Ultrarunner fighting Atrial Fibrilation (AF)

This blog has pretty much always been about running ultras, mostly Hardrock. It still is but now it is also about running after AFib. I was forced to miss Hardrock in 2011 due to the onset of AF but my long term goal was to get back to running milers. And hopefully help any other runners with AF who stumble upon this site. I never made it into Hardrock in 2012, or 2013, or 2014. I didn't have a qualifier for 2015. I ran Fatdog in Canada instead. That was tough. I finished my 4th Hardrock in 2016 and now I'm back to try for the magical number 5.

If you want the history of my AF the heart problems all started back on May 25 2011: http://howmanysleeps.blogspot.com/2011/05/out-of-hardrock.html

Wednesday, June 24, 2009

Hardrock countdown

Downtown Silverton is starting to buzz as runners begin to arrive in preparation for Hardrock100 2009. I arrived on Sunday afternoon after overnighting in nearby Durango. The 30 hours of planes, trains and automobiles left me jetlagged and frayed. I succumbed to a massive headache the first night and was uncertain if it was jetlag or altitude induced. Probably a combination of both. I suffered the same fate last year and likewise massive fluids and more sleep cured it. I spent the morning shopping for supplies in Durango. I must have been an amusing sight wandering around the supermarket in a fog trying to convert weights, prices and labels into an aussie equivalent. I struggle in a foreign supermarket at home but put me in a different continent and time zone and it is not pretty. Amazingly I ran into a guy from the outdoor store (where I had bought some new montrails earlier) and he recognised me and wanted to know my name so they could track me on race day. The pressure builds!

Driving through the mountains, dropping from the 10,000ft pass, my first view of Silverton caused a flutter in my chest. I tried to hoot but my altitude fried vocal chords only managed a feebled squeak. I was back.

After an emotional reunion with my motel owner and unpacking I went for my first easy run to loosen the legs. I headed out along the first few miles of the counter clockwise course over my favourite local trail towards Arrastra Gulch. I was impressed with my new Montrail Wildwoods that gripped like nothing else. Past the beaver dams and through the spruce lined trail it felt good to be back. I could feel the thinness of the air but I took it easy and finished with a comfortable 5miles without much elevation gain.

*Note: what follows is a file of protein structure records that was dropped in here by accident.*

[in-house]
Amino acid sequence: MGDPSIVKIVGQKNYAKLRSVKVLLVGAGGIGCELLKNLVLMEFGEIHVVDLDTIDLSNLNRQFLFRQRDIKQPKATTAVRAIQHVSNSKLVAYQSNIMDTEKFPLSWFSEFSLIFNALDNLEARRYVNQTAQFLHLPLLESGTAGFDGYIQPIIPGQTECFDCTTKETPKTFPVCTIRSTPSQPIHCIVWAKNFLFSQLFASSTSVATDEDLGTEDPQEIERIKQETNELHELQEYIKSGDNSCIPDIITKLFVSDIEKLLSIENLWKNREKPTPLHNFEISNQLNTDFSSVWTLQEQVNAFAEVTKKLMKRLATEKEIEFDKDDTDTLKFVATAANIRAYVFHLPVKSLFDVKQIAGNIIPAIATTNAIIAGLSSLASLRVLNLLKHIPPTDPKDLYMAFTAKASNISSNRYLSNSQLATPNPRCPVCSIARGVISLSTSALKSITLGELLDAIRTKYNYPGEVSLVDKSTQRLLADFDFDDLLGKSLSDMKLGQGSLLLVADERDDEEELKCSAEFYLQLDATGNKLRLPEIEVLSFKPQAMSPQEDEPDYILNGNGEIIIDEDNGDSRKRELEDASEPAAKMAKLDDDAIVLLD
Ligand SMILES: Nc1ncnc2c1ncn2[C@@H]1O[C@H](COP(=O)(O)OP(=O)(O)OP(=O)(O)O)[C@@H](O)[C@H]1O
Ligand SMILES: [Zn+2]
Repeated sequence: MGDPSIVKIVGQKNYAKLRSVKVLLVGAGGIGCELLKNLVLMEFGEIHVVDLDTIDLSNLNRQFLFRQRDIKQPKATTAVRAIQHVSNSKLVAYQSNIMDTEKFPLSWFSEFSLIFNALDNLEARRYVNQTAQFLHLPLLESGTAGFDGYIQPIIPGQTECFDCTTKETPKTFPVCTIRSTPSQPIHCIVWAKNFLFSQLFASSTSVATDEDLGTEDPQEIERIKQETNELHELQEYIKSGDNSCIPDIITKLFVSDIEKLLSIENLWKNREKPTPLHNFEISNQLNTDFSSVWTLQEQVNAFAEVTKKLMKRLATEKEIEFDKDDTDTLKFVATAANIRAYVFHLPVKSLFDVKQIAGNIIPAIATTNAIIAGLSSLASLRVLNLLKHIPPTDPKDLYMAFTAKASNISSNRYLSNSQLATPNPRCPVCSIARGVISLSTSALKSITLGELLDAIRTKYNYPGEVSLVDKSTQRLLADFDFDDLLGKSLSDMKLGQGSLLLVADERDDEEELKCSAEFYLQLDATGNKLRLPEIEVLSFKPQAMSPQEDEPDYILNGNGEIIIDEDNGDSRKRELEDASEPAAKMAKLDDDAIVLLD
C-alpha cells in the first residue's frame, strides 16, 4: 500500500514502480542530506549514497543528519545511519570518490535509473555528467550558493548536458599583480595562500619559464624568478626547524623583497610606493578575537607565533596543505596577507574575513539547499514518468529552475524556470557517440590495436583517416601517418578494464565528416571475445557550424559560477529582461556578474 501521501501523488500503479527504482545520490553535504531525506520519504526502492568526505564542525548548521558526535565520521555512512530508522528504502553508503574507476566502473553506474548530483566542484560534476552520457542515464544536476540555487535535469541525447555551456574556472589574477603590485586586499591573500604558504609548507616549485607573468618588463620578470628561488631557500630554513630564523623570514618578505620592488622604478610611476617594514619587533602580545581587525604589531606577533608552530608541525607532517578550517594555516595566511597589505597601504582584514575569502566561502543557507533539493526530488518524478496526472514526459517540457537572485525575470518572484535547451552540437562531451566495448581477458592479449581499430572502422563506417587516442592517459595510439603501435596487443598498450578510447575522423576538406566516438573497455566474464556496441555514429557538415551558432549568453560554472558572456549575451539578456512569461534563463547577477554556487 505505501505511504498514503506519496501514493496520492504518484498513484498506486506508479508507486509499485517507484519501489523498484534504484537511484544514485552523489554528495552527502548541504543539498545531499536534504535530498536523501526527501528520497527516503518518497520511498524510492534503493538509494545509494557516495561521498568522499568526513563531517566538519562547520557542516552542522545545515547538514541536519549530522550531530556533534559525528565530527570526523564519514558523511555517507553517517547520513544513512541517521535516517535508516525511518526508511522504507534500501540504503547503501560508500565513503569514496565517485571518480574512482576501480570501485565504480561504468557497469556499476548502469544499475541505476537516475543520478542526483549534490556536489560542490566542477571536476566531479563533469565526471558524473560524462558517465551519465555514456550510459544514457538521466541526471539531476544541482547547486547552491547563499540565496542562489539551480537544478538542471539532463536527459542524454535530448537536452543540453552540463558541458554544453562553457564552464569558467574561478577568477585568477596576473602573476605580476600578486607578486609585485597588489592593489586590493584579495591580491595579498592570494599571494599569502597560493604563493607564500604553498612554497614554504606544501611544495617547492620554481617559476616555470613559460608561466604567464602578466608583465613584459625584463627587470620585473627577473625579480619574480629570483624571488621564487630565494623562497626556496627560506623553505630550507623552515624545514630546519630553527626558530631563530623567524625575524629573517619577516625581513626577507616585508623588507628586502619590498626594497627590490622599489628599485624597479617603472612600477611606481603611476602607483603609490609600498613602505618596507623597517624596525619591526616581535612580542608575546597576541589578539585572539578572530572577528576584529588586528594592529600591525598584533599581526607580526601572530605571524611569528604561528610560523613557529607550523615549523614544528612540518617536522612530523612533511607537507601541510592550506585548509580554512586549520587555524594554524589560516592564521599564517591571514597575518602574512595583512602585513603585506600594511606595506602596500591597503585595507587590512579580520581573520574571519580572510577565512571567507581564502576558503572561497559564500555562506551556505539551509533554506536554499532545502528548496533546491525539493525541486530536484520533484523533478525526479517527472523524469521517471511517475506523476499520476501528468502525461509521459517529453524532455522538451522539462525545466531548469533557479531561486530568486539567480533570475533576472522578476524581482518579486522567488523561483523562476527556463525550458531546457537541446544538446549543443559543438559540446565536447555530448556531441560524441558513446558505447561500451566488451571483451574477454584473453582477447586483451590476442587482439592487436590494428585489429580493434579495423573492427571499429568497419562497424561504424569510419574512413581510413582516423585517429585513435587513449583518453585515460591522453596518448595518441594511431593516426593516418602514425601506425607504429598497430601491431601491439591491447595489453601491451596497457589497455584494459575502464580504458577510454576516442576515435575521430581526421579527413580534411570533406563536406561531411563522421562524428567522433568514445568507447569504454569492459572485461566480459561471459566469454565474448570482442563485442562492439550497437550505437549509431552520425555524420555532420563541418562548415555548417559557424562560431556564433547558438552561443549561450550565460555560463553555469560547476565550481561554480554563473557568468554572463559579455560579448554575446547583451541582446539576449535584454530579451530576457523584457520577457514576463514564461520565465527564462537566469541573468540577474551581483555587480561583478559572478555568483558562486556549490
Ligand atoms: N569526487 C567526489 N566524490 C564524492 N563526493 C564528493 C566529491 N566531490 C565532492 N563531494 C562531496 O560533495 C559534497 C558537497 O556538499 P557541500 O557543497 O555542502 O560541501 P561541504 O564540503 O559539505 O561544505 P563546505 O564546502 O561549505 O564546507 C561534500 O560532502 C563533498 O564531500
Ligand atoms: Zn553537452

Day 1 5.5 miles in 1:27. Silverton-near Arrastra Creek (white cabin) and return. Max elevation 9,400ft.

Monday dawned clear with a thick frost. There is a minor heatwave sweeping the country and Western States this weekend looks like being hot. This heat is melting the snow on the Hardrock course but there are reports of some thick snow/ice banks still up high. I headed out in early morning sunshine and there was even a warm southerly breeze. Aiming to stay low again, I went past the start line at the school gym and up past the miner's shrine and along Nute's Shute to the river crossing at Hwy 550. I contemplated crossing and following the trail up Bear Creek but decided I needed another day at 9,000ft so back through town and out towards Arrastra Gulch proper this time. I missed the unmarked trail where it picks up the water pipes and ended up bushwacking a fair bit before backtracking and finding the right path. All the way up to the creek crossing I was sucking in the big ones as I fought for oxygen. But it felt good to be working at last. Back down the hill I let loose and really tested the new shoes, leaping logs and rock hopping and really soaking up the pure trail singletrack. I remembered coming through here last year late on the second night of the race. Teresa and I were just plodding along on trail I was now flying over. This year I would run this fresh at the race start.

Day 2 Monday 12.9 miles in 3:43 Silverton-Hwy550-Silverton-Arrastra Gulch and return. max elevation 9,600ft.

Tuesday started clear again but by mid afternoon the monsoonal rain came down with lightning and thunder. I got out early to beat the weather. I decided to head up Mt Kendal for some climbing. After an hour or so of steady climbing I had my garmin still on metric and when I flicked to imperial I was surprised to see I was already above 12,000ft. Wow, cool. The jeep road wound around the mountain and snow capped craggy peaks appeared around each bend. Little furry critters scampered off the road as I approached. Some looked like a cross between a cat and a fox. Others could have been cheeky guinea pigs. So cute. And plenty of ground chipmunks, chirping at me. Above the tree line snow patches appeared and the wind became chill. I thought of turning back but the peak beckoned so I kept climbing. Crossing a couple of snowbanks and scrambling the final gravel pitch, I topped out at 13,000ft. The view was worth the effort. Wow!

After a quad busting descent I stopped at the river to soak my legs. I don't care how good an ice bath is for recovery, I couldn't stand the pain!

Day 3 13.9 miles in 4:42 (3:04 up & 1:17 down, change=soaking and talking) Mt Kendal summit and return. Max elevation 13,000ft


Anonymous said...

Hey Whippet, Great to catch up on your preparation. Will be keenly following your progress. Good Luck mate have a fantastic run. cheers Brett

Brick said...

Have a great one mate.
And keep is in touch with your progress, all good for us arm chair runners.